Minnesota's win, coupled with a second straight Packers loss, brought both squads' records to 6-2 -- and potentially changed the paradigm of the NFC pecking order.
To Greenway, the Vikings' new position is a temporary status that leads to no immediate reward -- unless those weak-minded enough view it as an accomplishment, he added.
Those he referred to weren't among his 52 other teammates or his coaches.
Minnesota, which has posted four straight victories, is fully aware that it has won a lot more than it has lost this season. It also knows its real self will be identified over the next month or so.
Though the line between good and bad teams is incredibly fine, the Vikings have gotten fat so far against opponents with a combined record of 13-28. Through Week 8, the Vikings had faced the easiest schedule in the NFL, based on the combined winning percentage of their opponents. Heading into Week 9, Minnesota's schedule the rest of the way was the most difficult in the league. Still left to play after Sunday's win over the Rams: Oakland, Green Bay(twice), Atlanta, Seattle, Arizona, Chicago and the Giants.
"We just have to look at every Sunday, not skip past that," said nose tackle Linval Joseph, who quietly has emerged as one of the best interior defensive linemen in the NFL this season.
Of course, while we view the Vikings' upcoming opponents as rugged, those teams have to be looking at Minnesota the same way.
No, the Vikings don't have a signature win yet and haven't won pretty, but they've won the games they should have -- and they've won in the manner of a playoff team.
They pound the ball with tailback Adrian Peterson, who gained 125 yards and scored a touchdown against a strong -- but nicked-up -- Rams defense. The offensive line seems to have found its way. Rookie wide receiver Stefon Diggs has emerged as a big-play threat. Offensive coordinator Norv Turner's use of multiple-tight end personnel in pass and run sets crosses up defenses.
"A couple games we've played hesitant, and that's not our character," offensive tackle Matt Kalil said. "If we do our job up front, we open holes for Adrian, and that helps Teddy [Bridgewater], being a young quarterback. Having that run game in our type of offense gets everything flowing."
Added Peterson, who leads the NFL with 758 rushing yards and has tacked on 17 catches for 125 yards: "Coach Turner knows that when all else fails, we can run the ball."
Bridgewater's steady development this season has briefly been stunted by a concussion sustained against the Rams on a hit by cornerback Lamarcus Joyner. Bridgewater was sliding, a signal that he was taking himself out of the play as a runner, but Joyner lowered his shoulder and clipped Bridgewater's head, bouncing it off the turf and briefly knocking Bridgewater out.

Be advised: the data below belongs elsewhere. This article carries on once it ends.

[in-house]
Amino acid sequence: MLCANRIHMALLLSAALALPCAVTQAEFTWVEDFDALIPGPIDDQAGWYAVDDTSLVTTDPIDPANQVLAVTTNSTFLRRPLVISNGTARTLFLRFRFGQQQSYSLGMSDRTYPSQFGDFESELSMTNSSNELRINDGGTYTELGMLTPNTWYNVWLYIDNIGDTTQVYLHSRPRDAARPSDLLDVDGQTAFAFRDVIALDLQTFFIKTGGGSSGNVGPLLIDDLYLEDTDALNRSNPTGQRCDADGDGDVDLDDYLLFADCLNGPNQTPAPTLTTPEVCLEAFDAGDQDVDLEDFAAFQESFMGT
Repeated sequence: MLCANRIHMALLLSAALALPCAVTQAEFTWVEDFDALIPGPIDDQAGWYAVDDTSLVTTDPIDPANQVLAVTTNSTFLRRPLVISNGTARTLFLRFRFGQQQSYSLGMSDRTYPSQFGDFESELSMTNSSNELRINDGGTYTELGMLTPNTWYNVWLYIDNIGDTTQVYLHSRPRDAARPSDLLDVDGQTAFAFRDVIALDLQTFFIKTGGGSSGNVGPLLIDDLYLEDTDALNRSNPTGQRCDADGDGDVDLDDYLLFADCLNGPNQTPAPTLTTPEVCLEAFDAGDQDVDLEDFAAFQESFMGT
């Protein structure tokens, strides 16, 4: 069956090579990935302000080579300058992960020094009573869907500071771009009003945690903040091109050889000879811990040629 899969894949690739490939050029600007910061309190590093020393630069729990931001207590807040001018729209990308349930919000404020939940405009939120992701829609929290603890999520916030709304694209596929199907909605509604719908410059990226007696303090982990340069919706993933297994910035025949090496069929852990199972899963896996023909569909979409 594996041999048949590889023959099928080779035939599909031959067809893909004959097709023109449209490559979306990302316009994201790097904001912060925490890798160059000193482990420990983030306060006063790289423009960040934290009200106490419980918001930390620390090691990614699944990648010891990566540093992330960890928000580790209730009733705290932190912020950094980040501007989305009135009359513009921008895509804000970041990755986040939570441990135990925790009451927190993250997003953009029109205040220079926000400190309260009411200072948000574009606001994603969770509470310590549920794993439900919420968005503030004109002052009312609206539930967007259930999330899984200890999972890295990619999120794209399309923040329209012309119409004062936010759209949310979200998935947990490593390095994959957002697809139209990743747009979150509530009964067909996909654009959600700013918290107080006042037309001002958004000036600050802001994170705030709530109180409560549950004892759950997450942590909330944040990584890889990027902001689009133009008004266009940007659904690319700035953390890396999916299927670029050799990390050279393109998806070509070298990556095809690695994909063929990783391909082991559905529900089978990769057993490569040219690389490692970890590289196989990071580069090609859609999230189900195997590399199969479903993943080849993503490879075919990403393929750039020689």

Coach Mike Zimmer said Monday that Bridgewater passed his initial concussion tests and is feeling better. He has one more to go before being cleared.
All signs indicate he'll be ready to play at Oakland on Sunday against another emerging team with its own promising young QB in Derek Carr. Carr was drafted in the second round last year with the 36th overall pick -- just four spots behind Bridgewater, who was the last player picked in the first round.
The scary sequence that led to Bridgewater's injury and its aftermath could turn out to be a defining point in Minnesota's season.
Zimmer, a lovable Grinch whose approach is unpolished but endearing, ripped the play, the player and the Rams' style. He stood up for his guys and didn't back down. (For the record, St. Louis coach Jeff Fisher responded Monday to Zimmer's criticism by saying that "a good lesson to be learned from this is control your emotions immediately after the game and go back and look at the tape before you jump to conclusions," and that he doesn't "worry about the manner in which our players play." NFL Media Insider Ian Rapoport also reported that Joyner won't be suspended for the hit, though he might still face a fine.)
And with Zimmer's team adopting his persona, players won't back down, either.
The second-year head coach is a defensive guy by résumé, but a leader by example. Everywhere Zimmer's been on staff (in Dallas, Atlanta and Cincinnati), his units have gotten better -- as have, more importantly, his players. His honesty, for the most part, has generated a respect from his charges to the point they'd do just about anything for him.
Case in point: Joseph. Entering 2015, he'd been in the league for five seasons, including four with the Giants, most quietly productive. After a slow start last season, he got on track, and this season, he's been dominant.
Recently, Zimmer called the sixth-year pro the best nose tackle he's ever coached. In response, Joseph had 10 tackles, a half-sack, three tackles for loss and two quarterback hurries against the Rams. He served as the main brick in the stonewall front that held St. Louis rookie running back Todd Gurley -- who'd had 125-plus yards in each of his previous four starts -- to 89 yards on 24 carries. Joseph has been the cog that has made the Vikings' defense one of the best in the NFL (Minnesota ranks second in points allowed).
"That meant a lot when Coach Zimmer said that," Joseph said before Sunday's game. "Everybody's helping me be a better player. We are holding each other accountable. Guys are doing their job, and that creates opportunities for me. If everybody wasn't doing his job, I would not be having the season I'm having. I'm just thankful that we're all playing good football right now."
Besides 8-0 Cincinnati, New England and Carolina, nobody is playing better than the Vikings. Coming into the season, they were a trendy pick as a wild-card team. At the season's mid-point, they've positioned themselves to challenge for the NFC North.
The bar continues to be re-set each week.